Music - Research
This programme offers a doctoral-level programme in Music for students who wish to engage in high-quality research in selected areas of the discipline. In addition, the PhD/MLitt in Music includes a number of generic and specific skills modules that will complement its research-oriented elements as part of a structured research programme at Maynooth University.
The subject of research for the thesis must be approved by the Head of Department/Departmental Research Committee and must be based on original research conducted under the direction of a designated member of the Department.
Supervision is offered in any of the following areas:
PhD in Music (Composition):
Students in the PhD in Composition develop a varied portfolio of works totalling ninety minutes in duration. Variations on this format (e.g. single large-scale work submissions) are possible but need to be approved in writing by the supervisor and Head of Department. Portfolios should be accompanied by a written commentary on the works of at least 12,000 words (but not exceeding 30,000 words). Where possible, and as appropriate, submissions should be supported by recorded performances. The final examination is via a viva voce examination with two examiners (one internal and one external) and an independent chair.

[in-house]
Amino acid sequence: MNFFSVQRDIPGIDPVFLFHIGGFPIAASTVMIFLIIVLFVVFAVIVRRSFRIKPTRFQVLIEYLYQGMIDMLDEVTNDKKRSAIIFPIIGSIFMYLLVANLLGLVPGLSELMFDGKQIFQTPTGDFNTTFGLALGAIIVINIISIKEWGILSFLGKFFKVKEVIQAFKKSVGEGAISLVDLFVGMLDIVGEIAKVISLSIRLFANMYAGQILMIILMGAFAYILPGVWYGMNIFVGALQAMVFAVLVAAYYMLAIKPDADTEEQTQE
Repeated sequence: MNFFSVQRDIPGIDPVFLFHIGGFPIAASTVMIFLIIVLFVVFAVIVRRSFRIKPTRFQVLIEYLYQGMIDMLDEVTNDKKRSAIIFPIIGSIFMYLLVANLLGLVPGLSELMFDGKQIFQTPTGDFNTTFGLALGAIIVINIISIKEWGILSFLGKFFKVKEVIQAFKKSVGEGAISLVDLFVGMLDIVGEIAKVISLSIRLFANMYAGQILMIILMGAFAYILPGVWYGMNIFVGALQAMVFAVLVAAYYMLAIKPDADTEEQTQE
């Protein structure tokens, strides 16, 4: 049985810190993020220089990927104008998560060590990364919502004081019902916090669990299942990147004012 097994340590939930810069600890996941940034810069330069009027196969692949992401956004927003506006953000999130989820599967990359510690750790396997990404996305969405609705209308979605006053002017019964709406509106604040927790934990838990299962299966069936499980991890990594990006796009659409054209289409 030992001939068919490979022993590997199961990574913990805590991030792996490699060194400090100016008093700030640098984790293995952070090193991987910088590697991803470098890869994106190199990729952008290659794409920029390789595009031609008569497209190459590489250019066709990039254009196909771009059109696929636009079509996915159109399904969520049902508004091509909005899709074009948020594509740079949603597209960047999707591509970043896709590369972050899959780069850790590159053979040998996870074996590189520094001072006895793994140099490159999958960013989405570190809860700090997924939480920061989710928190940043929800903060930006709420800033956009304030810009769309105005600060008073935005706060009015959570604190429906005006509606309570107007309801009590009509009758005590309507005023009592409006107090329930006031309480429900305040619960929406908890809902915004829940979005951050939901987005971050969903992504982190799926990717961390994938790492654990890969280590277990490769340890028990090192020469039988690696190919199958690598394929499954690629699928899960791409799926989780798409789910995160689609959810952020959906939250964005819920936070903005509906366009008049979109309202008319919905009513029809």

PhD in Music (Musicology)
Students in the PhD in Musicology submit an original research thesis on any topic in musicology for which supervision is available in the Department of Music. Applicants should consult the Department of Music webpages for details of staff expertise. The thesis takes the form of a written text of 80–100K words, subject to a viva voce examination with two examiners (one internal and one external) and an independent chair.
PhD in Music (Computer Music)
The Computer Music programme allows students to choose between two forms of Thesis submission: